As the implementation of Nigeria’s $410 billion Energy Transition Plan takes off, the federal government has disclosed that funding commitment of about $8.2 billion had already been secured out of the $10 billion required annually to execute projects tailored towards decarbonisation.
The Co-head, Energy Transition Office and Principal Specialist, Energy and Climate, Lolade Abiola, revealed this in Lagos, at the Women in Energy Dialogue, a session focused on galvanising female energy professionals and players to contribute their quota to the realisation of the Nigerian energy transition agenda.
Nigeria’s Energy Transition Plan is a bold and ambitious national policy designed to tackle the dual crises of energy poverty and climate change in the country and to attain net-zero carbon status by 2060.
The government has identified initial $23 billion investment opportunity across a portfolio of projects, with $17 billion estimated as funding required through the private sector on projects cutting across power generation, transmission and distribution; metering, gas commercialisation, clean cooking, e-mobility, and healthcare.
Experts have opined that to deliver net-zero target by 2060, Nigeria requires about $410 billion above business-as-usual spending between 2021 – 2060.
According to the breakdown of the projected $410 billion 30-year spending, $150 billion would go to ramping up power generation capacity, $135 billion on transmission and distribution infrastructure, $79 billion on cooking, $21 billion on industry, $12 billion on transport, and $12 billion on oil and gas decarbonisation.
But in a presentation she delivered at the forum, Abiola said some of the financial commitments were made by both local and international partners including the World Bank, the US Exim Bank and Sun Africa, an American solar firm.
She said Infracredit, the Nigerian Sovereign Investment Authority (NSIA) among other funding partners had committed financially to the plan, adding that their commitments were based on projects in key areas.
Abiola explained, “So what have we done so far? Again, we’re not just talking about these big numbers that are not doing anything. The ETO’s mandate really is resource mobilization. How can we attract the financing required to implement Nigeria’s Energy Transition Plan?
“And so far, we’ve been able to facilitate approximately 8.2 billion US dollars in financing commitments, and we hope to close that out by the end of this year, and this really has been within the power sector, working with World Bank on diesel displacements in Lagos State, for example.
“Some of the financial commitments are based on projects. For example, I’ll just jump straight to the Sun Africa Framework Agreement. This is a large on-grid utility scale project between the Niger Delta Power Holding Company and the US Exim Bank, working with American companies to be able to deploy solar solutions within Nigeria which the NDPHC is really pushing out. And so, that is the US Exim Bank deal with the federal government of Nigeria and the United States.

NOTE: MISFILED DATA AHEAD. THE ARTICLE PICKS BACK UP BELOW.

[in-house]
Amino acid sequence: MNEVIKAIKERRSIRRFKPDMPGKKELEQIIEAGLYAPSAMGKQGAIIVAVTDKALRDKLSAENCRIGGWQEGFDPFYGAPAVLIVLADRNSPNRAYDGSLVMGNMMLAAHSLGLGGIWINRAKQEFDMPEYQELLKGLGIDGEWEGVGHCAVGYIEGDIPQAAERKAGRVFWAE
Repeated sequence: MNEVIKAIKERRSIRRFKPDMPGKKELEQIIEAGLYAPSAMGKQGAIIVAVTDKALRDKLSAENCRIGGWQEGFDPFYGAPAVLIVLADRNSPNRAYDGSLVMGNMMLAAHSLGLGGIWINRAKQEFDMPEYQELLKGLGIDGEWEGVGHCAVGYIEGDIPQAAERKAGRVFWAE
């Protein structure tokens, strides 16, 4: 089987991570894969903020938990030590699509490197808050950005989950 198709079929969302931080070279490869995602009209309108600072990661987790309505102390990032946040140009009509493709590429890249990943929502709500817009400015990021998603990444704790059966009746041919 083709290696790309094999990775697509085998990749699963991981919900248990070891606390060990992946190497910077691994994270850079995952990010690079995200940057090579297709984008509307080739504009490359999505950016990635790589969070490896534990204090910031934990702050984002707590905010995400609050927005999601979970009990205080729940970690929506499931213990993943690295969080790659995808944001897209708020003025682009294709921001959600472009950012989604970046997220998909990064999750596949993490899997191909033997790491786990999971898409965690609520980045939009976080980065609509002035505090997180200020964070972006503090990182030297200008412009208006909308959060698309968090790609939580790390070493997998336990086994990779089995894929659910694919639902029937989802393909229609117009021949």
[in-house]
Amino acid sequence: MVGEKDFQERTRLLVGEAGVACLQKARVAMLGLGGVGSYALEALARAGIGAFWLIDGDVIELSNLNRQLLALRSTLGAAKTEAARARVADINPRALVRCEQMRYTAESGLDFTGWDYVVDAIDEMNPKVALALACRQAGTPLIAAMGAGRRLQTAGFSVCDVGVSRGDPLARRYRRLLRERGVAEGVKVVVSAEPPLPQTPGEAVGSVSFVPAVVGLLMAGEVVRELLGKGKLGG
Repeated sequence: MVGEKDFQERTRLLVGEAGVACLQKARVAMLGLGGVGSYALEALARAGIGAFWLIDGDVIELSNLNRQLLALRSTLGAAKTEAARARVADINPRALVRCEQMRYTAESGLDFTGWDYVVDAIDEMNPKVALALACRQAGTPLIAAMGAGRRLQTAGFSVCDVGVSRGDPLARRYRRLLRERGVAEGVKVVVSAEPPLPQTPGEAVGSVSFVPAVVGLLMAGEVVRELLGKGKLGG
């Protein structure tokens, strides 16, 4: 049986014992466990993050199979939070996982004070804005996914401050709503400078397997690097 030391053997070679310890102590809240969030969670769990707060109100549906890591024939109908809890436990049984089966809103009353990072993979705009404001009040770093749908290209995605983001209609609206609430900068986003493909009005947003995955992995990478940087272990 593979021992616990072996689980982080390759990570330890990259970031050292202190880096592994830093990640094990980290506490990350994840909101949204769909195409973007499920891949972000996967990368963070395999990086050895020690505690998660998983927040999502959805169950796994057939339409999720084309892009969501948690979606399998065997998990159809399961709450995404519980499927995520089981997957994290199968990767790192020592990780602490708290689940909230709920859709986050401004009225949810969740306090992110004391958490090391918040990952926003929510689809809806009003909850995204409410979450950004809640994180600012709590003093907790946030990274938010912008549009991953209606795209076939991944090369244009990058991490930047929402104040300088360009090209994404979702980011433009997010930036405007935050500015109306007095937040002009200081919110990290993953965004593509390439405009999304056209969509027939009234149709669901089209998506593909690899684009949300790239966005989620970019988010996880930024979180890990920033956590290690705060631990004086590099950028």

“Then, we moved to the World Bank-Nigeria Electrification Project from World Bank. They’re committed. They’ve already made the first tranche commitment of $500 million that has been completely exhausted. And now, we’re looking to bring in an additional $750 million, and that is also dependent on the diesel displacement programme.”
She maintained that the World Bank-funded programme focuses on how to quantify the number of diesel generators that exist in Lagos State, for instance, and what needed to be done to displace them, with the potential to replicate such across the country.
According to her, the NSIA has the money and was committed to fund projects just as Infracredit Nigeria had also committed to fund projects that would help the country to achieve a carbon-free society.
She maintained that the private sector working group would play a strong role in ensuring that projects that are bankable and tick all the right boxes were taken to the funding partners to convince them to support the projects with their funds.
“Because to ensure that when you’re going to the NSIA, you’re going with the right, well-structured business plan, business proposal. So, you will be going through a supporting vetting process of the private sector working group that will enable you to access that money,” Abiola added.
Also speaking, Senior Special Assistant to the President on Planning and Coordination, Lanre Shasore, said the federal government needs to push the right policy buttons and make the right connections with the Western countries, particularly the G7 to support Nigeria’s energy transition plan with their funds.
She said with the plan requiring $10 billion annually to accomplish, Nigeria needs money to implement it, pointing out that funding could be secured through different channels including private sector support, multilateral loans, grants among others.
“So again, it’s about making the right policy connections. Where do we go to do this? It is the Energy Transition Working Group, which is at the highest level of government. Then, it is in a roadshow, where they engage with partners internationally, G7 countries, who you may have heard in the news of working with certain countries like Senegal, South Africa, Indonesia to give them what is referred to as the just energy transition package to support these countries to achieve decarbonisation.
“So the government, they need these engagements with G7 countries, to say, look, this is our energy transition plan, it’s committed to decarbonisation. These are the projects that need financing. Would you work with us to finance that? So, that’s with bilateral partners, G7 countries”, Shashore added.